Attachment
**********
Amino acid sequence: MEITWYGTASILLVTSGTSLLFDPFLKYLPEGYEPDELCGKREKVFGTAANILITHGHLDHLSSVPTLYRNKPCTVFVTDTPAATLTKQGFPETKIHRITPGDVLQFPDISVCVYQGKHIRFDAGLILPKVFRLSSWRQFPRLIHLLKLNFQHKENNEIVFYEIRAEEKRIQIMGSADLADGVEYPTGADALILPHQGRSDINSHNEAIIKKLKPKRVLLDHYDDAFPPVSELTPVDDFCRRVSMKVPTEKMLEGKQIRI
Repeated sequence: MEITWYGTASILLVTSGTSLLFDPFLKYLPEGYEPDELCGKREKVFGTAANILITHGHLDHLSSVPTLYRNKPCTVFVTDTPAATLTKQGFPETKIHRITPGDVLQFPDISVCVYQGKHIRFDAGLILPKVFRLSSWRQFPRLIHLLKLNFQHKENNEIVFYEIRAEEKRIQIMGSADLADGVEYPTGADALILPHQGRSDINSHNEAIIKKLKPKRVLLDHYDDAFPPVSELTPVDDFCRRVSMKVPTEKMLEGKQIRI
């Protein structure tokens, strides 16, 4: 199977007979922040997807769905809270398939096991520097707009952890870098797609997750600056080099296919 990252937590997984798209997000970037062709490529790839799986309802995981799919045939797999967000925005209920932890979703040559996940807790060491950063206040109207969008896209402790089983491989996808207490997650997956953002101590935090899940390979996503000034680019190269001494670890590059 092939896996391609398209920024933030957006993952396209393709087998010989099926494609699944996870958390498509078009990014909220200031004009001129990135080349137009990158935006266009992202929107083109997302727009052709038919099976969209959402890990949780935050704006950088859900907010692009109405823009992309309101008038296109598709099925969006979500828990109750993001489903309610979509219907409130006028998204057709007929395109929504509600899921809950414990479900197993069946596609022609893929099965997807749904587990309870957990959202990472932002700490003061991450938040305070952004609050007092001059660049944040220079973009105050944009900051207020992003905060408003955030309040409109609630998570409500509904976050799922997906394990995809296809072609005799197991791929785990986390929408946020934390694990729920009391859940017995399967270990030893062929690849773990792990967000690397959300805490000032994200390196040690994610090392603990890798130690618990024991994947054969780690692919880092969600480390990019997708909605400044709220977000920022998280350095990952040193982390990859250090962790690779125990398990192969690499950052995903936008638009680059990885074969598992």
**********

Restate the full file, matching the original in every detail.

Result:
Amino acid sequence: MEITWYGTASILLVTSGTSLLFDPFLKYLPEGYEPDELCGKREKVFGTAANILITHGHLDHLSSVPTLYRNKPCTVFVTDTPAATLTKQGFPETKIHRITPGDVLQFPDISVCVYQGKHIRFDAGLILPKVFRLSSWRQFPRLIHLLKLNFQHKENNEIVFYEIRAEEKRIQIMGSADLADGVEYPTGADALILPHQGRSDINSHNEAIIKKLKPKRVLLDHYDDAFPPVSELTPVDDFCRRVSMKVPTEKMLEGKQIRI
Repeated sequence: MEITWYGTASILLVTSGTSLLFDPFLKYLPEGYEPDELCGKREKVFGTAANILITHGHLDHLSSVPTLYRNKPCTVFVTDTPAATLTKQGFPETKIHRITPGDVLQFPDISVCVYQGKHIRFDAGLILPKVFRLSSWRQFPRLIHLLKLNFQHKENNEIVFYEIRAEEKRIQIMGSADLADGVEYPTGADALILPHQGRSDINSHNEAIIKKLKPKRVLLDHYDDAFPPVSELTPVDDFCRRVSMKVPTEKMLEGKQIRI
């Protein structure tokens, strides 16, 4: 199977007979922040997807769905809270398939096991520097707009952890870098797609997750600056080099296919 990252937590997984798209997000970037062709490529790839799986309802995981799919045939797999967000925005209920932890979703040559996940807790060491950063206040109207969008896209402790089983491989996808207490997650997956953002101590935090899940390979996503000034680019190269001494670890590059 092939896996391609398209920024933030957006993952396209393709087998010989099926494609699944996870958390498509078009990014909220200031004009001129990135080349137009990158935006266009992202929107083109997302727009052709038919099976969209959402890990949780935050704006950088859900907010692009109405823009992309309101008038296109598709099925969006979500828990109750993001489903309610979509219907409130006028998204057709007929395109929504509600899921809950414990479900197993069946596609022609893929099965997807749904587990309870957990959202990472932002700490003061991450938040305070952004609050007092001059660049944040220079973009105050944009900051207020992003905060408003955030309040409109609630998570409500509904976050799922997906394990995809296809072609005799197991791929785990986390929408946020934390694990729920009391859940017995399967270990030893062929690849773990792990967000690397959300805490000032994200390196040690994610090392603990890798130690618990024991994947054969780690692919880092969600480390990019997708909605400044709220977000920022998280350095990952040193982390990859250090962790690779125990398990192969690499950052995903936008638009680059990885074969598992």